Laid off, but still liable for ex-employer's credit card debt
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Dear To Her Credit,
In the early 2000s, a credit card account was opened by me on behalf of the company I worked for. The company is owned by a husband-and-wife team. It was a small company, less than $5 million in sales and maybe a dozen employees.
Around 2005, the company also needed a charge card with revolving credit, so an American Express Business Management account was opened. AmEx requires a person to open an account, so the business management was tied to the original AmEx card with me as the primary cardholder.
The Business Management account wasn't used regularly and normally sat idle.
The company hit rocky times in '09, and I was laid off in January 2010. In the fall of 2010, AmEx called about a late payment on an account with a $17,000 balance. I explained I was no longer with the company and had nothing to do with them or the purchases.
They informed me I was still primary cardholder on the Business Management account. My former boss never took my name off the revolving charge account as she said she would, though I was removed from the standard account.
To remove my name, AmEx required financial statements from whoever would replace me as primary. Being up to their eyes in debt, neither owner could get approved. The wife has used every excuse and tactic when emailing me on why I am still on the account. She even gets indignant that I have no right to see the AmEx account details.
They are making minimum payments on the balance, and I have not been removed from the account.
The frightening part is that neither owner is from America (they were here on H1B work visas). Originally from New Zealand, they now live in France.
I cannot pay the $17,000 balance. They are in deep debt and the company is virtually closed and has left a trail of red ink and unhappy creditors in their path.
What should I do?. -- Miranda
How did they talk you into opening a credit card in your name for their business use in the first place? You weren't a partner, you were an employee. An employee should never, ever sign for the debts of her employer. Would you let your boss rifle through your billfold? This is far worse. It's an egregious example of a lack of professional boundaries and misplaced trust.
You discovered they were using your card over a year ago. I hope you have sent a certified letter to American Express and stopped any further purchases on the card. That's the first step.
You should also get a letter of agreement from the owners saying they will not use the card, according to Eric Chen, associate professor of business administration at Saint Joseph College in Connecticut. "If she hasn't done so already, she should send this cease-and-desist letter immediately."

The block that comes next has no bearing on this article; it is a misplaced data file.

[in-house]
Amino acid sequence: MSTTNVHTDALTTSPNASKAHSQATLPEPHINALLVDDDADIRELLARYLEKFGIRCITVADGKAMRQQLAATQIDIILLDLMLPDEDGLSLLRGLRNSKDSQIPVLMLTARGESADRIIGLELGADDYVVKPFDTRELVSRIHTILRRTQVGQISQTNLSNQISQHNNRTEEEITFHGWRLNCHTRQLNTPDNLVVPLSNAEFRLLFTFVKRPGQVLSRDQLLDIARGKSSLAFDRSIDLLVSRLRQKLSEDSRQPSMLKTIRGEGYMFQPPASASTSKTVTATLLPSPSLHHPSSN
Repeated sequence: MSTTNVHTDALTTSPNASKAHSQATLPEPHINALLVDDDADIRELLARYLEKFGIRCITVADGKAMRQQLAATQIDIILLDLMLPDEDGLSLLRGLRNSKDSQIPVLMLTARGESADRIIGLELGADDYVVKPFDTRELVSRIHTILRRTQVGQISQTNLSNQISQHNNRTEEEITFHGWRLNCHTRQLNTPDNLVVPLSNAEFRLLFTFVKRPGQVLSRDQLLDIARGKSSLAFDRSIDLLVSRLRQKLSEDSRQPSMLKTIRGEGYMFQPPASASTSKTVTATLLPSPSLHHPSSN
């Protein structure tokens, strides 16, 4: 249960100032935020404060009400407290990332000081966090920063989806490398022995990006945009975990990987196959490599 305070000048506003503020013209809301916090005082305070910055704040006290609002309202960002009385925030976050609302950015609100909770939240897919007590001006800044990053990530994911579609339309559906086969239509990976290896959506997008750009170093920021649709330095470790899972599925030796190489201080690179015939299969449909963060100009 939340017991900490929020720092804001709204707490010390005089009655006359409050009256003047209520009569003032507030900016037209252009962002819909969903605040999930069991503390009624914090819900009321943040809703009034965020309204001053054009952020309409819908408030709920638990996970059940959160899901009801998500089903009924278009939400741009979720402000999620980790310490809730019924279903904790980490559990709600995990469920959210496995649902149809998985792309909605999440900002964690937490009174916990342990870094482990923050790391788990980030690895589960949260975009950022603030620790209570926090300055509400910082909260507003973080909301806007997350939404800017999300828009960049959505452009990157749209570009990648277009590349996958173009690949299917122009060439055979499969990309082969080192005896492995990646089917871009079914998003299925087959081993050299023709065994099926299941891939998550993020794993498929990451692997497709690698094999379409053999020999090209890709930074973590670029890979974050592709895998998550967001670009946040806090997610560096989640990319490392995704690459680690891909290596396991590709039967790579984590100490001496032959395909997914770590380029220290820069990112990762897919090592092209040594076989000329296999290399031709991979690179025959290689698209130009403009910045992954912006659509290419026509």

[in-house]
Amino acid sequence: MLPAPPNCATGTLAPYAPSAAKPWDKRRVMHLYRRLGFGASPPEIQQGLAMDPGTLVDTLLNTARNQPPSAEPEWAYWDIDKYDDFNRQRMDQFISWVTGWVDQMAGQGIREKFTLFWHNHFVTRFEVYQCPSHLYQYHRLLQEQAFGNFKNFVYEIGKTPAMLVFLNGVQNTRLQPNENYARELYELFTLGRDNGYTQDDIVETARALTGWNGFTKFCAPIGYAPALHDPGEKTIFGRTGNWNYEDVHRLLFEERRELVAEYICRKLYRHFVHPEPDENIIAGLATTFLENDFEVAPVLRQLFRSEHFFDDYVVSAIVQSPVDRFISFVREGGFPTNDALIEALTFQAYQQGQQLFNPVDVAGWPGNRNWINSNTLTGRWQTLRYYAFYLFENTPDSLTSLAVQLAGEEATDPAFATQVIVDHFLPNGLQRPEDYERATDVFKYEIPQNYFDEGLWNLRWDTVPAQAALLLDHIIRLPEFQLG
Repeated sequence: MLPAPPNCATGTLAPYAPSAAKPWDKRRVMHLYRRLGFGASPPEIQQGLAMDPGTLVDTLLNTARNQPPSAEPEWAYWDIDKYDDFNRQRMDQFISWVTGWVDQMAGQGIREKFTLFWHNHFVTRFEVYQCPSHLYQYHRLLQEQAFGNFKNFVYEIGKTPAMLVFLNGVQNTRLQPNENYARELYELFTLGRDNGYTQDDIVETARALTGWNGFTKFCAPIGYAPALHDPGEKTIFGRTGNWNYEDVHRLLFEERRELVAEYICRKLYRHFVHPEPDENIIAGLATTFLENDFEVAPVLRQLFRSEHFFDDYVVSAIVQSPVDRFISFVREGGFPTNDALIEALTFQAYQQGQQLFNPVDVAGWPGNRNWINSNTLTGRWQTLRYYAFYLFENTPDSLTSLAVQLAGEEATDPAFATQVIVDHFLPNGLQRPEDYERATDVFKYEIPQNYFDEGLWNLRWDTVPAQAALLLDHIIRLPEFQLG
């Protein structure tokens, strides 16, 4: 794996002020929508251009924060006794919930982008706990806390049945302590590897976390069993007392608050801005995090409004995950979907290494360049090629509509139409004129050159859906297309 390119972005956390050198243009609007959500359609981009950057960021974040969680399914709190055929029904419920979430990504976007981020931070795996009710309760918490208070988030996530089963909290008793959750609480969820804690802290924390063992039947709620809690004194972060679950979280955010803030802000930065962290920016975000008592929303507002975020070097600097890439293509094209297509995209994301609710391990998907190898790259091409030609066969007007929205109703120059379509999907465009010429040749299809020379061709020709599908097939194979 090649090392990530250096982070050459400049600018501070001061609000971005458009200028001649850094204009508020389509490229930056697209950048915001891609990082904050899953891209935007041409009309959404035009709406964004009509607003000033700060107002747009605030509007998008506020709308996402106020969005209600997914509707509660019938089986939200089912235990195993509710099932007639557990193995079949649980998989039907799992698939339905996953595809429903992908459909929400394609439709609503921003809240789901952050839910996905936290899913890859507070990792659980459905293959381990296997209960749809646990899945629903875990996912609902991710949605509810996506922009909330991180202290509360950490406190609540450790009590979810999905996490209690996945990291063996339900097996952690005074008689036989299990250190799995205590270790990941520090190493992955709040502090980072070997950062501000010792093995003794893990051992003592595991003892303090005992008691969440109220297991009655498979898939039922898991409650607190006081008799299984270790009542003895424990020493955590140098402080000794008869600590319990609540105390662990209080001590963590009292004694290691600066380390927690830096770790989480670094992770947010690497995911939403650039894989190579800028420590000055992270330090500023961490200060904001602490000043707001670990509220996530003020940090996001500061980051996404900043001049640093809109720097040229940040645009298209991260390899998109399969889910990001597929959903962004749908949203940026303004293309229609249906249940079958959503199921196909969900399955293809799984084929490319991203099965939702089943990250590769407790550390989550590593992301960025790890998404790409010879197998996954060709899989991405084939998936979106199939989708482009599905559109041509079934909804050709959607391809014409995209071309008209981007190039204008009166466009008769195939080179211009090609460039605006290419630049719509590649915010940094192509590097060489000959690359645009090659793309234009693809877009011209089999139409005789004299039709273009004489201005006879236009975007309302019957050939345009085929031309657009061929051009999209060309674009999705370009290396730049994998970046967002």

Of course, you should be able to see the American Express statements -- it's your card! You can probably log in to your account online or AmEx can send you statements. You'll need the statements to show what was purchased on the account and when.
You're not likely to get AmEx to transfer the account to their names. Credit card companies don't like to remove someone's name from an account with a balance. Can you blame them? On one side are a couple of former business owners who have "left a trail of red ink" behind them and are now out of the country. On the other side they see you, the responsible person whose credit history they banked on when they extended the credit.
You have two credit relationships at this point: The old company owners owe you $17,000, and you have a $17,000 debt to AmEx. You'll have to deal with each debt individually.
Your best relief may be as a creditor of the owners. Kentucky attorney Bryan Schaefer says that if you sue them for fraud, which could result in criminal charges, you may get a judgment against them and recoup your losses that way. On the other hand, Schaefer warns, "If the ex-employers go to jail, she will not see any money. She might just let things go on as they are in order to avoid the expense of a lawsuit," and hope they keep at least making the minimum payments. "That the owners are still making minimum payments suggests that they acknowledge incurring the debt," says Chen.
I don't see a way out of your obligation to AmEx unless you argue that the card was stolen. If you can prove the charges were made after you were laid off and thus were clearly without your authorization, there's some chance they may write it off as fraud. It may be worth a try.
Chen has seen this kind of situation before. Even if the owners keep making payments, the debt can damage your credit score. Chen says, "In a situation that I have personally observed in the past, the credit score of the individual who left the company was damaged to the point at which getting a home mortgage was impossible."
It's easy to have regrets in a situation like this. In hindsight, you shouldn't have let them use your credit, and you should have personally closed the account the minute you were laid off. Most of us make one bad financial move sometime, usually by falsely assuming other people would hold up their end of a bargain. You've got plenty of company. I hope you are in a better employment situation now, and that this will soon be behind you.
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